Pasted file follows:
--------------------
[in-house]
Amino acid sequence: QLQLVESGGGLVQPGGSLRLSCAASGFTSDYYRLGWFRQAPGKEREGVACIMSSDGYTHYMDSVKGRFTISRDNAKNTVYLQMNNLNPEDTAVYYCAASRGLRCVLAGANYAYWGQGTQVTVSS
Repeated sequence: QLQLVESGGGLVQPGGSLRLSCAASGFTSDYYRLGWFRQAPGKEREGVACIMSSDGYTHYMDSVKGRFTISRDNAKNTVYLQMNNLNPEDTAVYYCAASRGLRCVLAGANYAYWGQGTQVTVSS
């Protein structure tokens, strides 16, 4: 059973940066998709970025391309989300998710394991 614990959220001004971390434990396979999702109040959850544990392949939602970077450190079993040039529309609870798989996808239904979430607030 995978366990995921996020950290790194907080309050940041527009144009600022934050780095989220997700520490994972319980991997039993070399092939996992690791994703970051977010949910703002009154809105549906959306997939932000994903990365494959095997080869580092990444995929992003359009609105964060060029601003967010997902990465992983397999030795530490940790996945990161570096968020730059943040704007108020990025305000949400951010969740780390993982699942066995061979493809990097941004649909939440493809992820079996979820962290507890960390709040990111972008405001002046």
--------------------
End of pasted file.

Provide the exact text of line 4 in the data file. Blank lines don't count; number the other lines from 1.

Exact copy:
């Protein structure tokens, strides 16, 4: 059973940066998709970025391309989300998710394991 614990959220001004971390434990396979999702109040959850544990392949939602970077450190079993040039529309609870798989996808239904979430607030 995978366990995921996020950290790194907080309050940041527009144009600022934050780095989220997700520490994972319980991997039993070399092939996992690791994703970051977010949910703002009154809105549906959306997939932000994903990365494959095997080869580092990444995929992003359009609105964060060029601003967010997902990465992983397999030795530490940790996945990161570096968020730059943040704007108020990025305000949400951010969740780390993982699942066995061979493809990097941004649909939440493809992820079996979820962290507890960390709040990111972008405001002046």